Tommy didn't know how to handle this the first time it happened. So he just stood there while the teacher went on telling everyone to be nice to him because he was having "problems at home."  Gee thanks teacher, that makes it so much better now that I will think anyone being nice is doing it because they feel sorry for me.  Thanks a lot.

After he had a chance to think about it, it made him angry.  So the next time he was singled out, he struck back.

"Tommy, will you come up front please."  His teacher, Mrs. Higgins asked him.

"Yes, Ma'am."  Tommy replied.

"Tommy, I know that things have been tough for you lately. And I want you to know that you can always come and talk to me about it, if you feel like it."  She said to him.

"Thanks, but things are fine at home."  Tommy replied. He was angry, but tried to keep it out of his voice.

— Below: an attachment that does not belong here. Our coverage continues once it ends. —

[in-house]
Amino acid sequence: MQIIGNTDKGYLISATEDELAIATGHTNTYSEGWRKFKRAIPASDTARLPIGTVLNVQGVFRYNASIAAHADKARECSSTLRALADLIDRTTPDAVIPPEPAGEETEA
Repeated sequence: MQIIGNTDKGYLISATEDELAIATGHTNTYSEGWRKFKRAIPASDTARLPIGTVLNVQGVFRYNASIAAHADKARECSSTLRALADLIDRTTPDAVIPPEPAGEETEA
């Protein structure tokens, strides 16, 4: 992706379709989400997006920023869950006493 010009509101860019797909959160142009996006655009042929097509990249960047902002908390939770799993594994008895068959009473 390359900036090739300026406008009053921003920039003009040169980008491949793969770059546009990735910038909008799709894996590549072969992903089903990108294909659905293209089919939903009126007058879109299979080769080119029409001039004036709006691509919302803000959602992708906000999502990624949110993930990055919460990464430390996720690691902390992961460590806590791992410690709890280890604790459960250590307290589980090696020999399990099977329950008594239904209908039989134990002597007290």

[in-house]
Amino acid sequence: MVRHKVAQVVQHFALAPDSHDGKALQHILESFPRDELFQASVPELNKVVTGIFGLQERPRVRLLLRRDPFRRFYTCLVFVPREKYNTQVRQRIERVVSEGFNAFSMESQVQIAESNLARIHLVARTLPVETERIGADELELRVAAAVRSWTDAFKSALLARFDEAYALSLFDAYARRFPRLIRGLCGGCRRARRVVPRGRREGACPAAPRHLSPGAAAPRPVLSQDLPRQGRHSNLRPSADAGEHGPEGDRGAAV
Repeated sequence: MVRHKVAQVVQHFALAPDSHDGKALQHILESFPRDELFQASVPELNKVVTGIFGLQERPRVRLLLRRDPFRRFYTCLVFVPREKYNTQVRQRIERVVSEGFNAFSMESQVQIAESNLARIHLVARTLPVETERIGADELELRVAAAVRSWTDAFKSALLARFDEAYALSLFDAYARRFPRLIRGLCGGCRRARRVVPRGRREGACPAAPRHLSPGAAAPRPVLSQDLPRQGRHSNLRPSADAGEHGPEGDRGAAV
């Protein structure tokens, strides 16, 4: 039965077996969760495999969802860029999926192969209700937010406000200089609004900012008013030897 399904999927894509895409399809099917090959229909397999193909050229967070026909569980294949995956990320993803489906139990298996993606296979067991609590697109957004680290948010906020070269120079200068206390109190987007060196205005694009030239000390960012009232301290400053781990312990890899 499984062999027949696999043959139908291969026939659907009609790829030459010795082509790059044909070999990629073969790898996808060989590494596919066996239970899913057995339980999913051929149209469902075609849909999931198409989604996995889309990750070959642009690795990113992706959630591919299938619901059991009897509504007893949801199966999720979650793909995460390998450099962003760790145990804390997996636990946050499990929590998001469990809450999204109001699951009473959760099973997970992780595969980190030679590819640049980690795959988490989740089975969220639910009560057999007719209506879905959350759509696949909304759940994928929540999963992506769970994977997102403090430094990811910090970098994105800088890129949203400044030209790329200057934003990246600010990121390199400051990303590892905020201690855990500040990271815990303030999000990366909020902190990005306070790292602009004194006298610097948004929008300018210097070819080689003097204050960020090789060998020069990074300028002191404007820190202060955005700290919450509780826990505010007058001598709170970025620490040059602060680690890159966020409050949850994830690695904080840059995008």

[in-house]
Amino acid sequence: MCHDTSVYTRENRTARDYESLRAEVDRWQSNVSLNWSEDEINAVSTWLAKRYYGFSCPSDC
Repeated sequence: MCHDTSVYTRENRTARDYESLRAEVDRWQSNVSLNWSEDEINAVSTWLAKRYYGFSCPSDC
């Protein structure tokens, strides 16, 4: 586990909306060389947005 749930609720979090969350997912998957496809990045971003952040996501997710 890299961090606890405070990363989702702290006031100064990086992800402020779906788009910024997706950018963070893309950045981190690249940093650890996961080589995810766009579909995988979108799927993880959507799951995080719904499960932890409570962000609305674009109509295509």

"Really? I heard your father refused to comply with the gun safety laws and got arrested for it."  Mrs Higgins commented getting back on her plan. "I know that must have been hard to watch. But your home is so much safer now, don't you think."

"No. I don't think we are safer." Tommy contradicted. "I think we are just the opposite."

"But don't you know that guns are dangerous?"  Mrs HIggins was confused now. "Guns kill people. On accident and in the hands of the wrong people, can be used for so much violence."

"Our guns never killed anyone, and I don't think anyone in my family is one of these 'Wrong people' you are talking about."  Tommy was getting a bit angry now and couldn't keep if from showing.  "Or are you saying that my father was a violent man?"

"Tommy, you need to calm down or I will send you to the principal's office."